As Hollywood invades, Comic-Con keeps its quirks

Comic-Con, the annual comic book convention, has exploded into a must-attend event for Hollywood actors and producers, but the new attention represents a healthy evolution, say comic book experts.

Will Ferrell and Tina Fey promote their upcoming film Megamind at Comic-Con in San Diego on Friday.

Comic-Con, the annual San Diego comic book fanfest that has exploded since its founding in 1970 to become Hollywood’s hottest summer watering hole, has been selling out since 2006.

This year’s top-drawer draws are names such as Helen Mirren and Angelina Jolie, and the event has gotten so big and expensive (the studio booths on the convention floor sport $20 to $30 million pricetags), that talk of a move northwards to the much larger – and more Hollywood-accessible Anaheim Convention Center is getting louder every year.

It’s all about convergence, says entertainment analyst Ian Ford. “It’s not just comics anymore,” he says. “It’s videogames which helped bring comics to life, and movies and television and now mobile phones and theme parks and every other entertainment form you can think of.”

IN PICTURES: It's not Halloween, it's Comic Con

The convention floor bristles with ads for TV shows such as “Weeds,” movies, (“Tron: Legacy”), and mobile applications (play scavenger games using your phone and factoids from the cable TV show "Dexter"), alongside card games, T-shirts, and, oh yes, comic books.

This year, the big unveiling on the comic book front are new digital readers for the iPad and other e-readers. That transition makes sense, say industry watchers.

The Internet fueled Hollywood’s love affair with the comic book fan, points out Mr. Ford. As fan opinions went viral and then exploded into social media, the entertainment world realized the power of early engagement with a young demographic that has become all-important to its big-budget movies, increasingly based on comic book characters from the pages of DC and Marvel comics, among others.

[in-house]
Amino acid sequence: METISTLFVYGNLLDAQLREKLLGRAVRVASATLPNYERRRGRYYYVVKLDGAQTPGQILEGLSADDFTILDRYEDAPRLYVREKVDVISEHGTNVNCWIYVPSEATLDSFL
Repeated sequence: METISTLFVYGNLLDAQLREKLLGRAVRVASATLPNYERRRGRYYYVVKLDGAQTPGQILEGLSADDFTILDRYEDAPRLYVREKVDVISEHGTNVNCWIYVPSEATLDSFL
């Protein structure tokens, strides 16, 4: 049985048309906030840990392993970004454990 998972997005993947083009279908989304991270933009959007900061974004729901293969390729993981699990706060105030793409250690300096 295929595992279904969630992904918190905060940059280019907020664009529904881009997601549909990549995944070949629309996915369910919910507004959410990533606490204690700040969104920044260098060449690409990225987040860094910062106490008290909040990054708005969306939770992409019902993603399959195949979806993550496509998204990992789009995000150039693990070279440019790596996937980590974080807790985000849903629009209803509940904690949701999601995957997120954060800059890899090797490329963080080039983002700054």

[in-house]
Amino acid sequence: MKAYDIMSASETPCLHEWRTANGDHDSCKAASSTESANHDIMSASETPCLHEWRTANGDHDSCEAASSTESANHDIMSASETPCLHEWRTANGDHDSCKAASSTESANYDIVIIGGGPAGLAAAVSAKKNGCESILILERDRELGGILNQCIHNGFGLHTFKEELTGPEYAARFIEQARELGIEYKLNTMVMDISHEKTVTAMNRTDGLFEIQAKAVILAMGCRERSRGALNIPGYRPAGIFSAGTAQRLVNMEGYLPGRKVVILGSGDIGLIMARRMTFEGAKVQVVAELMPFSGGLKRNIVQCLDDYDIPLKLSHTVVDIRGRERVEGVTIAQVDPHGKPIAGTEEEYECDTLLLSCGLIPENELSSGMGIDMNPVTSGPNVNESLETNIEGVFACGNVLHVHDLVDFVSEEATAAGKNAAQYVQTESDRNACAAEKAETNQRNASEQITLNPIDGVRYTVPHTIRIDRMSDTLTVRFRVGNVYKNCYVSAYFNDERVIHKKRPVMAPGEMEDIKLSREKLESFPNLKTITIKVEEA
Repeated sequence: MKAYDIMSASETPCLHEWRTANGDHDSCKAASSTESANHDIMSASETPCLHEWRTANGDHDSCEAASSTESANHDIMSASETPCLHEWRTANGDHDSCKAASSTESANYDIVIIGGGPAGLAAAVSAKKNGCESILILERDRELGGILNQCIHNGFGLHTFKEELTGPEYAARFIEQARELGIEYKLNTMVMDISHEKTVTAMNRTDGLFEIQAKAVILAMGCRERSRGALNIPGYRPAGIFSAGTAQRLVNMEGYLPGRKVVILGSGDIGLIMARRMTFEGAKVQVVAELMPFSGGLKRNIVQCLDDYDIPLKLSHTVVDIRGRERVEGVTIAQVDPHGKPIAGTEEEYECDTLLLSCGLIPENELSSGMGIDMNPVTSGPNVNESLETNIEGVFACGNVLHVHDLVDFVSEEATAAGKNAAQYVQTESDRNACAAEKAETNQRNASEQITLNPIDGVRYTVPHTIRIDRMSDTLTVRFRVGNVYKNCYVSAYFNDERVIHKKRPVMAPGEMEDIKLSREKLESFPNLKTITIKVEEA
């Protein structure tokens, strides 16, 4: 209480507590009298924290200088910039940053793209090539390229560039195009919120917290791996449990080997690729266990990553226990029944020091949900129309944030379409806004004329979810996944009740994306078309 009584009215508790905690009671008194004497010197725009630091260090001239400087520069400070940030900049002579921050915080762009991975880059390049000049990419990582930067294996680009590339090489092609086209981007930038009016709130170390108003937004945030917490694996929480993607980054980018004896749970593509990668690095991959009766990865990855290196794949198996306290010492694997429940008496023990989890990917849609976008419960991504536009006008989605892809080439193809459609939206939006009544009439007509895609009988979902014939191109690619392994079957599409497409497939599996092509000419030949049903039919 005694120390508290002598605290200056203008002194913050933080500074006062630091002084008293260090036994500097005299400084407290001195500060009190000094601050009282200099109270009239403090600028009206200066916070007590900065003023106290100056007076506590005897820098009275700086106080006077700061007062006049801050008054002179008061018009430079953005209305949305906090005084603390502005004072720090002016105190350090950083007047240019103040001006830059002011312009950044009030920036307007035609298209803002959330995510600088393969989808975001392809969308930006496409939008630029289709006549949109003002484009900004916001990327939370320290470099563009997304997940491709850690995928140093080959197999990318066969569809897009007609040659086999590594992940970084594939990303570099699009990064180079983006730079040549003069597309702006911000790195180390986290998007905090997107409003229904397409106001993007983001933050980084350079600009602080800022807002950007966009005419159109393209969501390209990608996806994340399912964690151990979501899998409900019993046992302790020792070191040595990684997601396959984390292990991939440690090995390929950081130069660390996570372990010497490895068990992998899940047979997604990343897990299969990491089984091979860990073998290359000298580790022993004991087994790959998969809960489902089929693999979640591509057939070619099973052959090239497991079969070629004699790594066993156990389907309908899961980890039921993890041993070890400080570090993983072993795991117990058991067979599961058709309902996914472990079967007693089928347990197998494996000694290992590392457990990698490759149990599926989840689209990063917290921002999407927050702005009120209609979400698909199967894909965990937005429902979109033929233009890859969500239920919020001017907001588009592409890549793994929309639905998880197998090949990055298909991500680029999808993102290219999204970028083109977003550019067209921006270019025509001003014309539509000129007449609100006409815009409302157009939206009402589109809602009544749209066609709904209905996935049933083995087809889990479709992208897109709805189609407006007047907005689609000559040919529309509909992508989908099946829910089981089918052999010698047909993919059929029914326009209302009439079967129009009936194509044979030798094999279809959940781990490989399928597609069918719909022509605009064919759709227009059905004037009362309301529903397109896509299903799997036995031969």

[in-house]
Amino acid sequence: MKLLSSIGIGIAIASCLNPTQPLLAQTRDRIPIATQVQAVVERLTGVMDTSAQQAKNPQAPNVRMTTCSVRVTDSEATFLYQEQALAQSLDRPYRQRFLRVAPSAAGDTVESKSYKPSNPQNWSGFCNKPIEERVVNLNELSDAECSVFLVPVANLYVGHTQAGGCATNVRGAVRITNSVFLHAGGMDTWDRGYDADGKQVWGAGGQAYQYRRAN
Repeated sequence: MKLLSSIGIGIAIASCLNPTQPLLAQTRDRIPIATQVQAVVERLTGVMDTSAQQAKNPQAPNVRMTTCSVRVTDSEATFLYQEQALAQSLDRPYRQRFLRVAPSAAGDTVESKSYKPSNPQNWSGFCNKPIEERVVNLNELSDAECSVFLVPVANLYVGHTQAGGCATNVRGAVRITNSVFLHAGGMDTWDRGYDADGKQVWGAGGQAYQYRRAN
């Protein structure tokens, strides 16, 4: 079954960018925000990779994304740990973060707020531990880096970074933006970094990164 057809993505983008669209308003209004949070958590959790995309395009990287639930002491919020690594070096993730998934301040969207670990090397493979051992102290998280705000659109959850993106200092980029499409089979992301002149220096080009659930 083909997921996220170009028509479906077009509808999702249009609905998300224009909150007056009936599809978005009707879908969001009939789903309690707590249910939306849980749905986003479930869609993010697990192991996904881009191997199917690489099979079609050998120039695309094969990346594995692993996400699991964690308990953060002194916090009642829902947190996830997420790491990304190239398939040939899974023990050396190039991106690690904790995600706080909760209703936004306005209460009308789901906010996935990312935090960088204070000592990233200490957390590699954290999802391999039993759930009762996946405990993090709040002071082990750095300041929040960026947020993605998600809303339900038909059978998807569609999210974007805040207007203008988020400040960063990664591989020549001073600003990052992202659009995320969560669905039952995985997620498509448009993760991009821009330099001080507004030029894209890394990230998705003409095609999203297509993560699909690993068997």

While Comic-Con may feel like any other Hollywood event to the outsider, the fans are as loyal – and quirky – as ever, says author Brad Ricca, talking from his cell phone on a crowded San Diego bus. “The bus driver just told some folks, in a voice just like Scottie on Star Trek, ‘we can’t take no more,” he says with a chuckle. All around him is evidence that the core fan base for the event is wildly intact.

“It’s pretty crazy,” says the SAGES Fellow at Case Western Reserve University in Cleveland and author of a book on Superman. “This guy has on a T-shirt from the Star Fleet Academy, and the there’s a Captain America shirt over there,” he says, shouting to be heard above the din surrounding him. He describes a pair of women from Ottowa who have come equipped with elaborate character costumes, a fresh one for each day. “And yesterday, a zombie handed me something on the street and took five years off my life,” he says laughing.

Not everyone is thrilled with the comic book trend in Hollywood. “This kind of merger has been gestating at least since the comics renaissance of the 80s, when comics gained a new respectability, as comic book shops served not only kids but nostalgia-minded baby boomers with money to burn,” says Christopher Sharrett, a film professor at Seton Hall University, via email.

"Instead of Superman and Batman capering about in long underwear, you can finally show them in tricked-out gear doing amazing stunts, courtesy of CGI, previously possible only on comics pages," he says. "Since comics characters are owned by the same conglomerates that control studios (think Warner Bros.), we can figure on an endless stream of superpowered – and fairly infantile – movies for the foreseeable future," he says.

Mr. Sharrett calls it "part of the dumbing-down of cinema in its hyperactive, effects-driven phase.” But this misses a more meaningful subtext to the growing acceptance of and passion for the comic book in all its forms, says Robert Ray, Head of Special Collections at San Diego State University, who has shepherded a longtime comic book collection.

“This is the beginning of a modern mythologizing,” he says, “one that says much about who we are and where we are going.” He suggests that Hollywood actually comes to Comic-Con not just to use the restive energy of the fan base for mere advertising purposes, but to tap into the creative spirit that underlies it.

“It became the gathering spot for all of Hollywood during the summer because film directors, stars, and executives need ideas, inspiration, and myths – something Comic-Con has never been short of,” he says. "Sit with any of the attendees of Comic-Con today and you are likely to hear as much about the near-future reality of human body transponders as you will about the challenges of transportation to the Comic-Con Convention.”

IN PICTURES: It's not Halloween, it's Comic Con


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